President Bush has signed into law a bill that reverses three decades of U.S. policy and allows American businesses to enter India's multibillion-dollar nuclear market.

"It's a big deal," the president said Wednesday at a ceremony in the East Room. He said the measure would build on the growing ties between the world's two largest democracies, the United States and India.

The signing of legislation approving U.S.-Indian civilian nuclear cooperation is the result of three years of work by Indian officials and the Bush administration, which says the deal will let the U.S. solidify ties with a democratic and responsible rising power. Opponents say it could spur a nuclear arms race in South Asia.

The State Department said that U.S. Secretary of State Condoleezza Rice and Indian External Affairs Minister Pranab Mukherjee would sign the overall bilateral nuclear cooperation accord Friday. It will eventually allow American businesses to begin selling nuclear fuel, technology and reactors to India in exchange for safeguards and U.N. inspections at India's civilian, but not military, nuclear plants.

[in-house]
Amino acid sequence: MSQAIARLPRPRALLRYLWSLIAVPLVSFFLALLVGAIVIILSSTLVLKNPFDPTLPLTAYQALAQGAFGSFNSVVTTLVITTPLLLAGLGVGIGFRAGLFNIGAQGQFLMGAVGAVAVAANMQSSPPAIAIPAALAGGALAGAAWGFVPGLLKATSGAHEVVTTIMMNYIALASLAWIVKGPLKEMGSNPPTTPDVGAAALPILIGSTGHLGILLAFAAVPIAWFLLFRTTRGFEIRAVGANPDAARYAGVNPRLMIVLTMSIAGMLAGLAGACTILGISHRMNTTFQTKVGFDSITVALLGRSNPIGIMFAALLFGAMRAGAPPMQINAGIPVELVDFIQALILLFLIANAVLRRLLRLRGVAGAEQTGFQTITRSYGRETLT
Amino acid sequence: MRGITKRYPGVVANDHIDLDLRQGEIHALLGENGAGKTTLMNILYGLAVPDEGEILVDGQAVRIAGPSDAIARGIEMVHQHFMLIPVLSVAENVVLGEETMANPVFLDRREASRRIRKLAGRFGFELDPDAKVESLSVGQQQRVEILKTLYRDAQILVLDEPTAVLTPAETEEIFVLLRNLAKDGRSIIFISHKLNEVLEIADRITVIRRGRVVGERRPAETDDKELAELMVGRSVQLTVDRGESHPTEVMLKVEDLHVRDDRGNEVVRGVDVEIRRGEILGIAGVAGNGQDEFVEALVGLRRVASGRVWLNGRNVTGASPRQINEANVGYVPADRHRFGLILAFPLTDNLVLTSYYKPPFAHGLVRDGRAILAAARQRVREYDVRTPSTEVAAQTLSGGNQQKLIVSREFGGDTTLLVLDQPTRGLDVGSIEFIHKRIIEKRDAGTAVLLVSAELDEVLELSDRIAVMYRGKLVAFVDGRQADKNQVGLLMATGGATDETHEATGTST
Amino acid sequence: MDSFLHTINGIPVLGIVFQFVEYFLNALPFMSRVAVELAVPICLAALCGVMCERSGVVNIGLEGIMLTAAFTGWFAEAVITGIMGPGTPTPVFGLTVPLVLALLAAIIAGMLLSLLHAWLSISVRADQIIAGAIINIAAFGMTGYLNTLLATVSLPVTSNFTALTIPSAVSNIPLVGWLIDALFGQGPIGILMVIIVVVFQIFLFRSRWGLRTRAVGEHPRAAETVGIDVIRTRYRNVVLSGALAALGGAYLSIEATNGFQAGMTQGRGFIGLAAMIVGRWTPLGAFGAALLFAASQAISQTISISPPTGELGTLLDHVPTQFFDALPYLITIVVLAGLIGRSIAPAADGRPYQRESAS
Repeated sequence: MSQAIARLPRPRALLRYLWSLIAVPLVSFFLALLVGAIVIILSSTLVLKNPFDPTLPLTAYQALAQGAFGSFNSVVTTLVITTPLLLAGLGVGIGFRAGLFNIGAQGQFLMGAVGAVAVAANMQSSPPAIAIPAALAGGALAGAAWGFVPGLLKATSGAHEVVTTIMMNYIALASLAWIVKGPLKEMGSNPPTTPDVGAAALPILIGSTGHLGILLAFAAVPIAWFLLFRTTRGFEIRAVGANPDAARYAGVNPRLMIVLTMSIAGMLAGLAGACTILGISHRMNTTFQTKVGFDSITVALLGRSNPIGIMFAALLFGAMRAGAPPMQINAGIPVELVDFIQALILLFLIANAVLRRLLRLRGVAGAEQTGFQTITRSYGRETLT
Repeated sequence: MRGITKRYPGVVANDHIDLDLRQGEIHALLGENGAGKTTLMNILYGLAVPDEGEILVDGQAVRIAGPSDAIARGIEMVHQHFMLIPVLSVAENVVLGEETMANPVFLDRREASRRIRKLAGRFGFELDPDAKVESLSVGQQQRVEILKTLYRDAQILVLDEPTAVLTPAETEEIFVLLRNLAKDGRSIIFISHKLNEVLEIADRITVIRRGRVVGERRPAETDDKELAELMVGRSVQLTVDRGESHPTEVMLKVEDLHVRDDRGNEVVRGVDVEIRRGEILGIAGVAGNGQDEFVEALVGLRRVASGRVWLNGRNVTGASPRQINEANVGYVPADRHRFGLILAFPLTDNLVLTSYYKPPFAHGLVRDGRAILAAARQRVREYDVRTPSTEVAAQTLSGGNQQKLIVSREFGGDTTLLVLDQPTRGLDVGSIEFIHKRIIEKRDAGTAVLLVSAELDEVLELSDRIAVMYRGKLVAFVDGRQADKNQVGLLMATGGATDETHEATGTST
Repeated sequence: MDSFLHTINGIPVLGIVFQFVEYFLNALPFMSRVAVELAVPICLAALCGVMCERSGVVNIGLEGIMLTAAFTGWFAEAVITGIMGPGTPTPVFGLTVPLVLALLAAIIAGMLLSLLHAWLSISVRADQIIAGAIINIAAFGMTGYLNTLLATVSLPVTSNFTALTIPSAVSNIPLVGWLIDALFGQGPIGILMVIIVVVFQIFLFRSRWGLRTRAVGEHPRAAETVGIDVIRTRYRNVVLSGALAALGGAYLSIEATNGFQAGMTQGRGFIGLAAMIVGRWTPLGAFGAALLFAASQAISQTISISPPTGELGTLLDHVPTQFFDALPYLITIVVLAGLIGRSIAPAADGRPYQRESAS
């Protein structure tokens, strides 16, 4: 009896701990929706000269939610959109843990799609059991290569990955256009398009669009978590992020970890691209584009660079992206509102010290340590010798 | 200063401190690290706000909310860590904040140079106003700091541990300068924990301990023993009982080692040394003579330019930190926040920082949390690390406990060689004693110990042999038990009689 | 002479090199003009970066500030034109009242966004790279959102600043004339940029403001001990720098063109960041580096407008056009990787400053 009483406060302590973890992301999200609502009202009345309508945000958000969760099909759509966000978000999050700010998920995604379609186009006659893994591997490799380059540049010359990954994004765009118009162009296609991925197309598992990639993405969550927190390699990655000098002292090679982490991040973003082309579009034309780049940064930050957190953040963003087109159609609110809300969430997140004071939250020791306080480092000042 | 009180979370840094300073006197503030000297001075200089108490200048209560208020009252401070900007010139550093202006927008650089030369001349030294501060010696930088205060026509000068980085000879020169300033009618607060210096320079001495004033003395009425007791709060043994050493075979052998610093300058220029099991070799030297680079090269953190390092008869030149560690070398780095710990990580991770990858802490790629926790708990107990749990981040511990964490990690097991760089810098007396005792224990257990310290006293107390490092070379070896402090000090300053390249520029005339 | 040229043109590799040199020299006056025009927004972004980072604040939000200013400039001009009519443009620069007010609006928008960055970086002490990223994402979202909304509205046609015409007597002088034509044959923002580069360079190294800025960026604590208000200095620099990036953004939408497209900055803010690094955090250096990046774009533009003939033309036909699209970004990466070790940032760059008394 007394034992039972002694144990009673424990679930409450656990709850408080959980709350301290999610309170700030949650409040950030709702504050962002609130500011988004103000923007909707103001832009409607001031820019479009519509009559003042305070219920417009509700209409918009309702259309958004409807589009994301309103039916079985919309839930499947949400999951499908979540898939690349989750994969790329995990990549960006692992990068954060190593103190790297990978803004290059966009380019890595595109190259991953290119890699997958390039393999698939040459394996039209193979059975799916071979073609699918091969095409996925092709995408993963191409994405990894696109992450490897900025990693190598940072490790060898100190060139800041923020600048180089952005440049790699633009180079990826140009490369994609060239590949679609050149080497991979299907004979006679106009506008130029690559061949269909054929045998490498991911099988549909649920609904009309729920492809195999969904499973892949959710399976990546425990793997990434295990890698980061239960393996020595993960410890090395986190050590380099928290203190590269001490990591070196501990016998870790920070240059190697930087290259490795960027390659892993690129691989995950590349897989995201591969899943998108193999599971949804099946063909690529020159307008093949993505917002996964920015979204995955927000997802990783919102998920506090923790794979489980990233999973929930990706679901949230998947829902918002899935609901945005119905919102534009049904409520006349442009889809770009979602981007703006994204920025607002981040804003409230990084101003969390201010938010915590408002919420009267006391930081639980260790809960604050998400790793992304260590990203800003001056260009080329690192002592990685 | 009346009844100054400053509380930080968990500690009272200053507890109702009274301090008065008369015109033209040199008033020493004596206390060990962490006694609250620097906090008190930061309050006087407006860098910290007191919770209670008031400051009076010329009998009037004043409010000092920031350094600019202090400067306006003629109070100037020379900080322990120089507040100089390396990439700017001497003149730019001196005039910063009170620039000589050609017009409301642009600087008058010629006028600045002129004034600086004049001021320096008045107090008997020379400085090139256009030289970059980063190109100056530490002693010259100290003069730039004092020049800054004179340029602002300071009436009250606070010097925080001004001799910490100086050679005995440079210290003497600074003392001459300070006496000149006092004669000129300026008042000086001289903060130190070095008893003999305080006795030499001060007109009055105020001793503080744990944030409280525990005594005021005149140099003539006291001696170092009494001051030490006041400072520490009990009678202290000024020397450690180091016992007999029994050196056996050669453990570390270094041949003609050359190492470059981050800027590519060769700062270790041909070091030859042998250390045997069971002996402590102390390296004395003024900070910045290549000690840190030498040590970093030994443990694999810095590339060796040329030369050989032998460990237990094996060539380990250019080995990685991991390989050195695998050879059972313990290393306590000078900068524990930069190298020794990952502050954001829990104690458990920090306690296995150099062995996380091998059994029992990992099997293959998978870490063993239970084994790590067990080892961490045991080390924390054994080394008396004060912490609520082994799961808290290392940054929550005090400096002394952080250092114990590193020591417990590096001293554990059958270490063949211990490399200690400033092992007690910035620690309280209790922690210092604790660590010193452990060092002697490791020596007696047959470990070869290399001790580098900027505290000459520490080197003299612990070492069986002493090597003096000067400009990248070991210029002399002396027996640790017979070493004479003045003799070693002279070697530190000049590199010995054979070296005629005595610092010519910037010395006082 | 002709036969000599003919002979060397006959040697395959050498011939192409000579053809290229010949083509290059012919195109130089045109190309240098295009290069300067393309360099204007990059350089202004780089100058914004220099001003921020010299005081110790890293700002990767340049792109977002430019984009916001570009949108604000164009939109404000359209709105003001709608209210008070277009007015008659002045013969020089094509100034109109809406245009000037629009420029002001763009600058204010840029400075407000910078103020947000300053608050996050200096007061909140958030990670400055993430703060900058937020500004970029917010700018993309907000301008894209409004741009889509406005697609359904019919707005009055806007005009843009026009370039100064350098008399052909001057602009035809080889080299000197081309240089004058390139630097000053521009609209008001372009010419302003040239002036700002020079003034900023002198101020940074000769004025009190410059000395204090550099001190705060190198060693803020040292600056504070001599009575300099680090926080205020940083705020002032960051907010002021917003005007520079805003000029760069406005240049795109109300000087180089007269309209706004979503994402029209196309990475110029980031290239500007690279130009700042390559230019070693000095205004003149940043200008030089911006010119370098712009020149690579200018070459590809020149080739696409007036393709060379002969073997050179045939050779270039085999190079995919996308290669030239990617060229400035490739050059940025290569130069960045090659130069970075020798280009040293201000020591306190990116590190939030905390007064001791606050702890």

U.S. lawmakers last week gave final congressional approval to legislation authorizing civilian nuclear trade with India, which built its atomic bombs outside the Nuclear Nonproliferation Treaty. India has faced a nuclear trade ban since its first atomic test in 1974.

Now that Bush has signed the authorizing legislation, he is required to certify that the agreement with India is consistent with U.S. obligations under the Nuclear Nonproliferation Treaty, designed to limit the spread of nuclear weapons. He must also certify that it is U.S. policy to cooperate with international efforts to further restrict transfers of technology related to uranium enrichment and the reprocessing of spent nuclear fuel.

Critics in India argue the constraints compromise their country's right to conduct nuclear bomb tests.